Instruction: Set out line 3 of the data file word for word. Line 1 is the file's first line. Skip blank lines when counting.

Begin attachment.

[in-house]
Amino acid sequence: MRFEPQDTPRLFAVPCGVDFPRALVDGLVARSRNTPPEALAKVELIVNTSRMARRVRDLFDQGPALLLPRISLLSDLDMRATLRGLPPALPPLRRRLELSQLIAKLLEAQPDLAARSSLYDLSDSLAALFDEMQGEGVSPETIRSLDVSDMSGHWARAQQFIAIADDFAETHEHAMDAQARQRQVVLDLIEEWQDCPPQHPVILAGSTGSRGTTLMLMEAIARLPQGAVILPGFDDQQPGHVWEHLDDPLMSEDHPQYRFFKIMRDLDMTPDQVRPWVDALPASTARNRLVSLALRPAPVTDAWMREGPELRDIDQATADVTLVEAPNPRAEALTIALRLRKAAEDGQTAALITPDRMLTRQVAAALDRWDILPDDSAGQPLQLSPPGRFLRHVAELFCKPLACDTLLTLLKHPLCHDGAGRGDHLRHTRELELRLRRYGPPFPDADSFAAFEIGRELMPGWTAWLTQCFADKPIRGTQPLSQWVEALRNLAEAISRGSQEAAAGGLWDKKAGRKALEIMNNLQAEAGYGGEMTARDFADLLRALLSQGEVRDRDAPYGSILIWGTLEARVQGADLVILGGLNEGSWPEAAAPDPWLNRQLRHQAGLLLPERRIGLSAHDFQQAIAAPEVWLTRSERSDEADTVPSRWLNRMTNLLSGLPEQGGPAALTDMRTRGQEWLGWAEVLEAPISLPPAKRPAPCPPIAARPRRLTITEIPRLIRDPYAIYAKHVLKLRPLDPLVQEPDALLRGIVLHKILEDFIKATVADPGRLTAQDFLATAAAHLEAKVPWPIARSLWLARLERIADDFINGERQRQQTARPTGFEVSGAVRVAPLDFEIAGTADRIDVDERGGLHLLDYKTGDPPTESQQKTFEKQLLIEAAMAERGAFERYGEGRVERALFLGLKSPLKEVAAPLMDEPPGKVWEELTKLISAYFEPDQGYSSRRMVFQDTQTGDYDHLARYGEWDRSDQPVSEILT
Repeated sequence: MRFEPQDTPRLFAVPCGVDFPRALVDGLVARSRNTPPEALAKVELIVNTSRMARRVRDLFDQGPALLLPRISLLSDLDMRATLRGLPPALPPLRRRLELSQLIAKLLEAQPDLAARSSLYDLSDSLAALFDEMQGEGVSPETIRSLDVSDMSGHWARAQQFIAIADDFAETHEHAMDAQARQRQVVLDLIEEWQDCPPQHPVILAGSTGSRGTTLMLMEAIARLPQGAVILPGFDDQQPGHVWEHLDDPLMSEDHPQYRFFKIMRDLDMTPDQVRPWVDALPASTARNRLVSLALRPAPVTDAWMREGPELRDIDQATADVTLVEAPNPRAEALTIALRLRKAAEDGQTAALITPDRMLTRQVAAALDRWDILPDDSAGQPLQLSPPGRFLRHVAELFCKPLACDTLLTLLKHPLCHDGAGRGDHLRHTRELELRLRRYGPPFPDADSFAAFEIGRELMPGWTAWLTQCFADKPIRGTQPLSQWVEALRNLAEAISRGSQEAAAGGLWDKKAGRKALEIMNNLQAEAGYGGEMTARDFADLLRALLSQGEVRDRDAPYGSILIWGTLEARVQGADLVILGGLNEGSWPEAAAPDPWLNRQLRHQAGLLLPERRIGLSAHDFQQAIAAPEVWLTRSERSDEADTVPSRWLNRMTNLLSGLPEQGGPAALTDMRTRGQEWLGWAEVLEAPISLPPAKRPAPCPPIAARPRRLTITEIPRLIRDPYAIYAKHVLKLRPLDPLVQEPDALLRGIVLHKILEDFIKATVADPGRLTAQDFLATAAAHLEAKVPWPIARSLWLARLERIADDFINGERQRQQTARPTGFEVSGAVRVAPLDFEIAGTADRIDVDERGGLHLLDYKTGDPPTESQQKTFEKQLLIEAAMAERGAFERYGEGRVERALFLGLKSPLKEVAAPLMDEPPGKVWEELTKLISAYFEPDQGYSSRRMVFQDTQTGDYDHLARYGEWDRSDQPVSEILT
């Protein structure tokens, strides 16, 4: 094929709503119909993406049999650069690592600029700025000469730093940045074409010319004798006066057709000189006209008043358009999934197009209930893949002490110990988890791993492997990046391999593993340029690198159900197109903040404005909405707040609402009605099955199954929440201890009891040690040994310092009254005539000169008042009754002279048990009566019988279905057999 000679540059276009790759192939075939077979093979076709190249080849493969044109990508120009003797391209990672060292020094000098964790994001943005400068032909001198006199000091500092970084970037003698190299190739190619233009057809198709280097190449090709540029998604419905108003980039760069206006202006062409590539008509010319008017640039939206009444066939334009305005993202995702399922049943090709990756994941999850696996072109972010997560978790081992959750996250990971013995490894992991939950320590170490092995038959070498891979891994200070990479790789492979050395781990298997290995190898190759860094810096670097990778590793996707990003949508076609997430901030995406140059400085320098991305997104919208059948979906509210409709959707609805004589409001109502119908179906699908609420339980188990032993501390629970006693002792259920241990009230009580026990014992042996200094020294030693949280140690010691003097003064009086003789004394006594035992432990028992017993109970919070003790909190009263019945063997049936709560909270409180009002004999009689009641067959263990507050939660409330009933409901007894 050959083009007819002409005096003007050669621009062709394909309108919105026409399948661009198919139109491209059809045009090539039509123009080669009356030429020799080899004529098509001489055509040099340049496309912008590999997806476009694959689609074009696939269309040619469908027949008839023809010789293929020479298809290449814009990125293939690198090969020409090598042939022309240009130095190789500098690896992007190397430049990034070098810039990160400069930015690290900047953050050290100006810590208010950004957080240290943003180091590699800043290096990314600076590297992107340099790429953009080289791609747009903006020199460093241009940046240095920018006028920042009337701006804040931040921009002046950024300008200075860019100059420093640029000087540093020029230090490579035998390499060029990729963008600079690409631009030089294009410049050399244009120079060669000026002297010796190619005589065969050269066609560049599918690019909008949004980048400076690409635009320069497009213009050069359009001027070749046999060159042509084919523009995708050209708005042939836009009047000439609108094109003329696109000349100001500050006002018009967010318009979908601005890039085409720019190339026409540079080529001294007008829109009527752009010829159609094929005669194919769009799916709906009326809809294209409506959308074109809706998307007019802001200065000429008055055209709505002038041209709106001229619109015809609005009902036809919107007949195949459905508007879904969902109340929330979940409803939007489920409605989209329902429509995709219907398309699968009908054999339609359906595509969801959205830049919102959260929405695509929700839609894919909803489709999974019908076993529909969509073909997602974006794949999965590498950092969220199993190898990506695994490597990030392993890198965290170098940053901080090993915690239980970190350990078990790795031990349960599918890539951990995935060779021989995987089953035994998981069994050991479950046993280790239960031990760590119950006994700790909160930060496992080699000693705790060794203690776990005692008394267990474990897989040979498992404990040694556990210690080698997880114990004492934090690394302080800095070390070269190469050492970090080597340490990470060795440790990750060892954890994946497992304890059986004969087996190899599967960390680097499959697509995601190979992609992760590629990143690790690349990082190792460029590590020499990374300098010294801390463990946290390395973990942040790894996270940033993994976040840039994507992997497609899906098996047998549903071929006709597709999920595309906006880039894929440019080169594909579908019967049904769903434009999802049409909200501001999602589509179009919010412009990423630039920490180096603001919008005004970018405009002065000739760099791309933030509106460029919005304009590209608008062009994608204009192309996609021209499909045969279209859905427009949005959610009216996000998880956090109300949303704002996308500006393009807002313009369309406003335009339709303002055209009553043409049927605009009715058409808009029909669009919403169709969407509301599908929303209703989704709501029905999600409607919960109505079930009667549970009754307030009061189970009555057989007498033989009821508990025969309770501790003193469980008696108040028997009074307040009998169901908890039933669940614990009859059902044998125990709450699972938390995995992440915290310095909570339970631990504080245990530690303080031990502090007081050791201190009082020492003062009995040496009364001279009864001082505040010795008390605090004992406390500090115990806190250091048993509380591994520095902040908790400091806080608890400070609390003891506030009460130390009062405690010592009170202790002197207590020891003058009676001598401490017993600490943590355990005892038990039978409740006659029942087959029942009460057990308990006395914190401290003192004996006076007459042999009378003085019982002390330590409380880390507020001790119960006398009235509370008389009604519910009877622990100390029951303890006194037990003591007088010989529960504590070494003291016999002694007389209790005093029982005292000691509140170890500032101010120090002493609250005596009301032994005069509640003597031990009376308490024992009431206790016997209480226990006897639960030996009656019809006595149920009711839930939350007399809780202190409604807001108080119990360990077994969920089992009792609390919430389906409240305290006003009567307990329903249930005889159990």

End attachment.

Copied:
Repeated sequence: MRFEPQDTPRLFAVPCGVDFPRALVDGLVARSRNTPPEALAKVELIVNTSRMARRVRDLFDQGPALLLPRISLLSDLDMRATLRGLPPALPPLRRRLELSQLIAKLLEAQPDLAARSSLYDLSDSLAALFDEMQGEGVSPETIRSLDVSDMSGHWARAQQFIAIADDFAETHEHAMDAQARQRQVVLDLIEEWQDCPPQHPVILAGSTGSRGTTLMLMEAIARLPQGAVILPGFDDQQPGHVWEHLDDPLMSEDHPQYRFFKIMRDLDMTPDQVRPWVDALPASTARNRLVSLALRPAPVTDAWMREGPELRDIDQATADVTLVEAPNPRAEALTIALRLRKAAEDGQTAALITPDRMLTRQVAAALDRWDILPDDSAGQPLQLSPPGRFLRHVAELFCKPLACDTLLTLLKHPLCHDGAGRGDHLRHTRELELRLRRYGPPFPDADSFAAFEIGRELMPGWTAWLTQCFADKPIRGTQPLSQWVEALRNLAEAISRGSQEAAAGGLWDKKAGRKALEIMNNLQAEAGYGGEMTARDFADLLRALLSQGEVRDRDAPYGSILIWGTLEARVQGADLVILGGLNEGSWPEAAAPDPWLNRQLRHQAGLLLPERRIGLSAHDFQQAIAAPEVWLTRSERSDEADTVPSRWLNRMTNLLSGLPEQGGPAALTDMRTRGQEWLGWAEVLEAPISLPPAKRPAPCPPIAARPRRLTITEIPRLIRDPYAIYAKHVLKLRPLDPLVQEPDALLRGIVLHKILEDFIKATVADPGRLTAQDFLATAAAHLEAKVPWPIARSLWLARLERIADDFINGERQRQQTARPTGFEVSGAVRVAPLDFEIAGTADRIDVDERGGLHLLDYKTGDPPTESQQKTFEKQLLIEAAMAERGAFERYGEGRVERALFLGLKSPLKEVAAPLMDEPPGKVWEELTKLISAYFEPDQGYSSRRMVFQDTQTGDYDHLARYGEWDRSDQPVSEILT